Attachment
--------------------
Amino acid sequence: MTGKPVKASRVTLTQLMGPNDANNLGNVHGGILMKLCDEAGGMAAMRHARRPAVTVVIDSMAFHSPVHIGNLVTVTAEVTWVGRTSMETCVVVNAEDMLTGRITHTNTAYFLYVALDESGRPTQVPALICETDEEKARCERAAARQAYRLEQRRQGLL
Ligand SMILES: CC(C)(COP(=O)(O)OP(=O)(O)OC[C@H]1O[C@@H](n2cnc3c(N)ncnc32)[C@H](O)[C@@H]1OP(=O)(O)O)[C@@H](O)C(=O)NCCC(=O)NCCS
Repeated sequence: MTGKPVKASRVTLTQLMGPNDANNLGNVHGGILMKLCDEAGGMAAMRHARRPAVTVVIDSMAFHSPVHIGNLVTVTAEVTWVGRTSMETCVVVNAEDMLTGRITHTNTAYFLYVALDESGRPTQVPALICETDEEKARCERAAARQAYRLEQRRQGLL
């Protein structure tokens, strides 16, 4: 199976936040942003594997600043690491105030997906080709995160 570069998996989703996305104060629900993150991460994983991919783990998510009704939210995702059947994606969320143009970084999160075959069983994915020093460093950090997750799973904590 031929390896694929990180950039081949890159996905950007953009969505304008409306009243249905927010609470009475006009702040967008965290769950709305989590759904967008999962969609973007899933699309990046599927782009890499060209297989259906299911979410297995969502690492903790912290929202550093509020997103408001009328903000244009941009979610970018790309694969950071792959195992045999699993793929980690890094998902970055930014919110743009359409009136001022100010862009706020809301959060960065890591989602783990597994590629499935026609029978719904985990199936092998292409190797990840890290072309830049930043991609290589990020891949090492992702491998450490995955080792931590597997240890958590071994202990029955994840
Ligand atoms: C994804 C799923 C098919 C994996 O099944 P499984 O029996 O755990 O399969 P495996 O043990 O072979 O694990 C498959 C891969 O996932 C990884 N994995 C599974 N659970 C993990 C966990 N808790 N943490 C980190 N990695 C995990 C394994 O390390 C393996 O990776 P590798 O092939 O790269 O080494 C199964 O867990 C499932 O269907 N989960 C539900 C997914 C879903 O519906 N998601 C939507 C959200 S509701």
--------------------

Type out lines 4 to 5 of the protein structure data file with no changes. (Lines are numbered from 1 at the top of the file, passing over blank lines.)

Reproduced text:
């Protein structure tokens, strides 16, 4: 199976936040942003594997600043690491105030997906080709995160 570069998996989703996305104060629900993150991460994983991919783990998510009704939210995702059947994606969320143009970084999160075959069983994915020093460093950090997750799973904590 031929390896694929990180950039081949890159996905950007953009969505304008409306009243249905927010609470009475006009702040967008965290769950709305989590759904967008999962969609973007899933699309990046599927782009890499060209297989259906299911979410297995969502690492903790912290929202550093509020997103408001009328903000244009941009979610970018790309694969950071792959195992045999699993793929980690890094998902970055930014919110743009359409009136001022100010862009706020809301959060960065890591989602783990597994590629499935026609029978719904985990199936092998292409190797990840890290072309830049930043991609290589990020891949090492992702491998450490995955080792931590597997240890958590071994202990029955994840
Ligand atoms: C994804 C799923 C098919 C994996 O099944 P499984 O029996 O755990 O399969 P495996 O043990 O072979 O694990 C498959 C891969 O996932 C990884 N994995 C599974 N659970 C993990 C966990 N808790 N943490 C980190 N990695 C995990 C394994 O390390 C393996 O990776 P590798 O092939 O790269 O080494 C199964 O867990 C499932 O269907 N989960 C539900 C997914 C879903 O519906 N998601 C939507 C959200 S509701």